What’s better than a night at the Duluth Playhouse watching the talented husband and wife team of Jason and Louisa Skorich playing Nathan Detroit and his squeaky upbeat squeeze, Miss Adelaide, in the Broadway musical Guys and Dolls? Two nights of watching it!
Curt Philips’ sparse set is functional while convincing us that we are guests in The Big Apple. Jim Eischen’s lighting never calls attention to itself, but shifts easily with the show’s many transitions.
Kelsie Bigs’ costumes are noteworthy for their attention to period and to the demands of quick costume changes. “Take Back Your Mink” is a tour-de-force of onstage costume changing, made even more arresting by its expert timing with the song lyrics.
Todd H. Photos/Duluth Playhouse
The only thing better than seeing Guys and Dolls at the Duluth Playhouse is seeing this professional performance twice.
Music Director Patrick Colvin’s orchestra fills the theater with the jazz, bustle, and glitz of post-Prohibition New York City. Paige Kohler and Rebecca Katz-Harwood give us precision, personality, and panache in every dance number. In addition to the glamorous array of classic ensembles like “Bushel and a Peck,” “Luck Be a Lady,” and “Sit Down You’re Rocking the Boat,” there is a “bushel and a peck” of hilarious one-liners like, “Never seen crap players spend so much time in a mission. Must be what they mean by ‘holy rollers,’” and, “She gave her a look that would cool off a moose at mating time.”
Director Kelly Grussendorf returns to the Twin Ports after a 17-year acting career in New York where she earned her Equity Card. “We’re attempting to make this a very professional production. I want it to be an Equity show, but the structure is just not there yet...[The Skoriches are] pros, completely. They’re every bit as good as actors in New York. They are smart enough to put their relationship aside and recreate who they are when they’re up there as Nathan and Adelaide.”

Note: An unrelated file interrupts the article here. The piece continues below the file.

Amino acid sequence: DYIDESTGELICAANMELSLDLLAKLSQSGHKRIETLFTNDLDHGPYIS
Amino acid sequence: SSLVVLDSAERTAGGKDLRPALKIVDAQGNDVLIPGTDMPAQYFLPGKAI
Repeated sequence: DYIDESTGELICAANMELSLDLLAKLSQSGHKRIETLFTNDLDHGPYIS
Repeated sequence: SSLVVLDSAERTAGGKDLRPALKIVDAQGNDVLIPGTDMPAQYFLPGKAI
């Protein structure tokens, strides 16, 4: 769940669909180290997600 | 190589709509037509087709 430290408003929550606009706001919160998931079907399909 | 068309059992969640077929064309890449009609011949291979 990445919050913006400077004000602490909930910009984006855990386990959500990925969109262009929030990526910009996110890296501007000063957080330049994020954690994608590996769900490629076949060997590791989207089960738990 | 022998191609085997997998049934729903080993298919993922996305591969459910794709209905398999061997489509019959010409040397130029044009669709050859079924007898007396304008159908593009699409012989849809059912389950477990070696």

Louisa Skorich’s Adelaide so captivates us that we trust her devotion and loyalty to her real-life husband’s Nathan Detroit. He is fallible, of course, because he’s a gambler. We know it. She knows it. He knows she knows it, and we know he knows she knows it. The entire production is one deliciously long rehearsal dinner for the wedding that Adelaide finally achieves in the last number.
Cal Metts imbues Sky Masterson with a slick, practiced con-artist personality, while giving us rare moments of vulnerability that are essential for convincing us that his love for mission girl Sarah Brown (Carolyn LePine) is genuine. LePine blends strength and softness to capture Sarah’s ambivalence with deft subtlety. Her drunken scene at El Café Cubano walks a beautiful tightrope between exaggeration and understatement.
On the minus side, the spotlights are a bit jerky when following the leads during their solos. A little signage inside the Café Cubano would lead our eyes away from “Broadway Station” and “Times Square” when we’re supposed to be in Havana. And it’s too cold in the theater.
Otherwise, the difference between this show and the professional quality to which Grussendorf aspires is paper-thin. The scene changes are smooth; a few moments when the fourth wall drops surprise and delight; and every character’s stage business is fascinating. Grussendorf’s Playhouse debut promises much for the future.
Guys and Dolls runs weekends through August 2. Get your tickets ASAP because sellouts are on the rise. Just don’t forget to bring a sweater.